Though it’s not quite over with yet, 2015 was a year when matters of sexuality were BIG in the news. While there were some blows struck for gender equality, sex workers’ rights, and freedom of speech, there were just as many stories about attempts to promote “family values” at the expense of erotic expression. Here are only some of the biggest sex stories of 2015.


(Reprinted from AVN, December 2015 – read online here)

2015’s SEXY WINS!

Supreme Court Rules “Yes!” and Gay Couples Say “I Do”

In a long-sought victory for the gay rights movement, the Supreme Court of the United States ruled in June that the Constitution guarantees the right to marriage to all people, including same-sex couples.

Why do we care? Aside from all the tongue-in-cheek sass about business booming for greeting card makers, wedding planners and divorce lawyers, marriage equality is actual evidence of cultural evolutions related to sexual expression. This institutional change in our cultural bedrock is good for all forms of sexual expression, from spiritual and romantic to commercial—including adult entertainment.

Hundreds gather outside US Supreme Court after marriage equality ruling

(Pictured: Activists seeking marriage equality)

Jenner Politics

After a life in the spotlight for everything from exceptional athletics to reality show shenanigans, Caitlyn Jenner came out as a transgender woman in April 2015.

Why do we care? Though it’s unfortunate that we pay more attention to celebrities and renowned athletes, Jenner’s cultural clout made it possible for a gazillion people to become more familiar with a transgender experience, especially the process of identity. This is great for members of the adult industry community, as well as for society overall.

New Ideas About the Oldest Profession

Recently, global human rights organization Amnesty International chose to advocate for the decriminalization of all aspects of consensual sex amongst adults, including sex work. The California State Assembly Committee on Public Safety is currently exploring “Human Trafficking: Identifying the Scope of the Problem and Potential Solutions”—which includes hearing testimony from Maxine Doogan, president of the Erotic Services Providers Legal Education and Research Project (ESPLERP).

Why do we care? Though neither of these developments mark legal change (yet!), both demonstrate a willingness to challenge existing understandings of sex work and listen to the experiences of sex workers—the people who know best how laws and policies impact their daily lives. Imagine that!

biggest sex stories 2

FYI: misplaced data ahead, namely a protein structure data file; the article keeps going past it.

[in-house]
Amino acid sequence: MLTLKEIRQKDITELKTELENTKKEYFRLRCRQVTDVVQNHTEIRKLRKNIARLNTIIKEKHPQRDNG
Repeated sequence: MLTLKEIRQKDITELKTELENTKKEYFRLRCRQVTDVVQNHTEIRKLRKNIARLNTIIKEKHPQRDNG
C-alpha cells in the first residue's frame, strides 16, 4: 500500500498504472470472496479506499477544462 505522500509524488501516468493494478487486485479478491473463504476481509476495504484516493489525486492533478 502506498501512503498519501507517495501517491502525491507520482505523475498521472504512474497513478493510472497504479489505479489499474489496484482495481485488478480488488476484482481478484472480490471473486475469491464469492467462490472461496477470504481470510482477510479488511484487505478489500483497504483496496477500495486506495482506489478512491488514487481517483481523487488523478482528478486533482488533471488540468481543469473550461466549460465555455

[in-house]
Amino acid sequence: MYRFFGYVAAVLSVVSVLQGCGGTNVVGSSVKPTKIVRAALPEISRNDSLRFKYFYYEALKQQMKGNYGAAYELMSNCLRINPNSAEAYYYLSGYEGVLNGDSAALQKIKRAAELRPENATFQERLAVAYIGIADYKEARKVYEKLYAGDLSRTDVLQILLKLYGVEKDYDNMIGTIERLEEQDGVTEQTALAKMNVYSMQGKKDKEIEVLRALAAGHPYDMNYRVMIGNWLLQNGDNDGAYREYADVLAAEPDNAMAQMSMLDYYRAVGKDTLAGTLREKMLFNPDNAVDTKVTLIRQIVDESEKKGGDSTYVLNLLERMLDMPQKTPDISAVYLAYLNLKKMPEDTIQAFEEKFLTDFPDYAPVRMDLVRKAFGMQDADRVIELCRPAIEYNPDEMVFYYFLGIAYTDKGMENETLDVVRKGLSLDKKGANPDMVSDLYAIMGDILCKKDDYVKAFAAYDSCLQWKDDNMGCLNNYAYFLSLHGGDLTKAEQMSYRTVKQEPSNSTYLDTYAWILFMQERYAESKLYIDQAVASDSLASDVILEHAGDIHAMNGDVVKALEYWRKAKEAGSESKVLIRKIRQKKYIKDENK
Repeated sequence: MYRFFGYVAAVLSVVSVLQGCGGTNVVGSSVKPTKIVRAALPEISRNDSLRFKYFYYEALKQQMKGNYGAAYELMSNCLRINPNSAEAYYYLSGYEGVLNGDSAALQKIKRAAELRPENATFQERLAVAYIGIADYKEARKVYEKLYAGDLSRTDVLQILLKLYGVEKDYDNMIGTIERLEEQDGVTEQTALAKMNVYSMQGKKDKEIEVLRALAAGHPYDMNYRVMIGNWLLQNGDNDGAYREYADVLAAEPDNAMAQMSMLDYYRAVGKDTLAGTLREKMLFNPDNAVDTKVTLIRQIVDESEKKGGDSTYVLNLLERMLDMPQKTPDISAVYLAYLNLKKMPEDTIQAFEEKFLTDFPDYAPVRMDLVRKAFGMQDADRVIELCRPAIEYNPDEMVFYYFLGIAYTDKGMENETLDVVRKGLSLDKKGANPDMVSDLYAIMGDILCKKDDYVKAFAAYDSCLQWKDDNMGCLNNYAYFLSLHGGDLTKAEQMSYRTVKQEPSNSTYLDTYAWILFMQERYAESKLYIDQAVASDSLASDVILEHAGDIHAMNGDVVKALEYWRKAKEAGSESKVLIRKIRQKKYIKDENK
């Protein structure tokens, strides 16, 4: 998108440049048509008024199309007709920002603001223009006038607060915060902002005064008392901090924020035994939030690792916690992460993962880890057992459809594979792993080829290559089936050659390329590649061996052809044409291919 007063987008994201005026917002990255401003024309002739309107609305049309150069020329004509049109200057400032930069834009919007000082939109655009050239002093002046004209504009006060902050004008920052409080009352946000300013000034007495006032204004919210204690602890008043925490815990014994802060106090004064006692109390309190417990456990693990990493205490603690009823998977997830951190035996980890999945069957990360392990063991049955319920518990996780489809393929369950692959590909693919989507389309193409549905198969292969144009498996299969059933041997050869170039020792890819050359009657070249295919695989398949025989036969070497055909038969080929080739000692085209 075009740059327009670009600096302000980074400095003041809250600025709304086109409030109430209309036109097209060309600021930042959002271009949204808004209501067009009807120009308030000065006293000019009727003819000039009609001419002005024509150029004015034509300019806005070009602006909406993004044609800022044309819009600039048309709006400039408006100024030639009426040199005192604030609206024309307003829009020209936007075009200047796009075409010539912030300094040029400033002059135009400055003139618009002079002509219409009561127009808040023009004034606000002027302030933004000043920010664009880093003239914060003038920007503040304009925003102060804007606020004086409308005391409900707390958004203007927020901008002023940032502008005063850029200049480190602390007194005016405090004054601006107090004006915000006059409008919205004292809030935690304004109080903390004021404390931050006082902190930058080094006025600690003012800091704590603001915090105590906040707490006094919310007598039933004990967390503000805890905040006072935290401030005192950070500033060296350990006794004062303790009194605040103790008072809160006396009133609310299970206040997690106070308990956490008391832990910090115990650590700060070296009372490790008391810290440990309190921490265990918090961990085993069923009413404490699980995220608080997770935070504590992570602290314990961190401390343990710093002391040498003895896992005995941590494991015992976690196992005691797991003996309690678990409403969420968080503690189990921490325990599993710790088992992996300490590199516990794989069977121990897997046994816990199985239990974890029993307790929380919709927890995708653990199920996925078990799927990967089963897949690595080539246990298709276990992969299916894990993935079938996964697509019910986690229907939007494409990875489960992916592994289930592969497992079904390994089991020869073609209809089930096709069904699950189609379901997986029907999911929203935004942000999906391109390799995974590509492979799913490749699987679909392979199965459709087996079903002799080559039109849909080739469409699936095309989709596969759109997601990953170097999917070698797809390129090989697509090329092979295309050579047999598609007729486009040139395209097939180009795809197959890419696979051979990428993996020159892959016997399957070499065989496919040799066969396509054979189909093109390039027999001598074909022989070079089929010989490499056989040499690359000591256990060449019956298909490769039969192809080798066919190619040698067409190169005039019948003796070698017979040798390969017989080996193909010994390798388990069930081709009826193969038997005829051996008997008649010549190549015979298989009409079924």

(Pictured: Maxine Doogan, via Facebook)

Clever Sexy Protests and Demonstrations

In Portland, a group of friends came across more than 10,000 factory-rejected, phthalate-containing dildos—so they tied pairs together and tossed hundreds over city power lines, all in an effort to normalize sexual objects. In Austin, Jessica Jin started #cocksnotglocks, encouraging others to “open carry” dildos in protest of a recently passed bill that will allow anyone with a concealed handgun license to carry a firearm on any university campus in the state of Texas.

Why do we care? Long considered items best kept private or discreet, each of these instances showcases civilians putting sex toys out there to challenge the status quo.


On the surface, 2015 looks great. Our culture is moving towards equality on multiple fronts, and people finally seem to understand that classic idiom “Live and Let Live (as long as consent is involved).” But change up your search settings just slightly, and you get a different picture—one that showcases little change to the cultural ground on which our society is built.

2015 saw a staggeringly high of number of anti-abortion laws and restrictions, highlighting major steps backwards for women’s reproductive rights. Voters rejected an ordinance that would have established nondiscrimination protections in Houston, Texas—the fourth largest city in the U.S. And the Mormon Church sharpened its stance on homosexuality, now requiring children of gay parents to outwardly reject their families in order to remain active members.

Our social world is not nearly as progressive as we may think. Here are a few more sex bummers that occurred in 2015.


(Pictured: Mormon temple in LA)

Hollywood’s Anti-Sex League

Though Amnesty International recommended the decriminalization of sex work, a handful of Hollywood leading ladies—some of whom have played a sex worker in the movies—felt compelled to object.

Why do we care? It’s easy to dismiss people who fancy themselves experts simply because they’ve engaged sex work-related narratives as part of their creative processes, but this is not to be ignored. Hollywood voices are very powerful. And our culture tends to listen to them far more keenly than it does to sex workers themselves.

85th Annual Academy Awards - Press Room

(Pictured: Anne Hathaway displays the Oscar she won for playing a prostitute in a movie)

Rentboy Raided and Routed

Started by 1997, was a commercial social networking site intended to connect sex workers with potential clients. The site also sponsored a number of community events including parties, an annual awards show, and a “Love What I Do” worker visibility campaign. In August, federal agents from the Department of Homeland Security and NYPD officers raided Rentboy’s headquarters in New York. The site is currently seized, and legal proceedings are pending.

Why do we care? Rentboy operated seamlessly for almost 20 years, and then one day—blammo! The feds’ calculated surprise attack of Rentboy is not unique (recall the HotMovies raid of 2010), and it could happen to any aspect of the adult business operating in a legal gray area.

Mandatory Condoms in Porn (Part 84,000)

It’s starting to feel like that, right? Yet another outlandish, misleading proposal from AIDS Healthcare Foundation and another narrow save by tireless efforts from the Free Speech Coalition. It’s hard to keep paying attention … But the news as of November 2015 should make everyone in the adult industry join the united front. The most recent iteration of the “mandatory condom” bill has qualified for the 2016 ballot.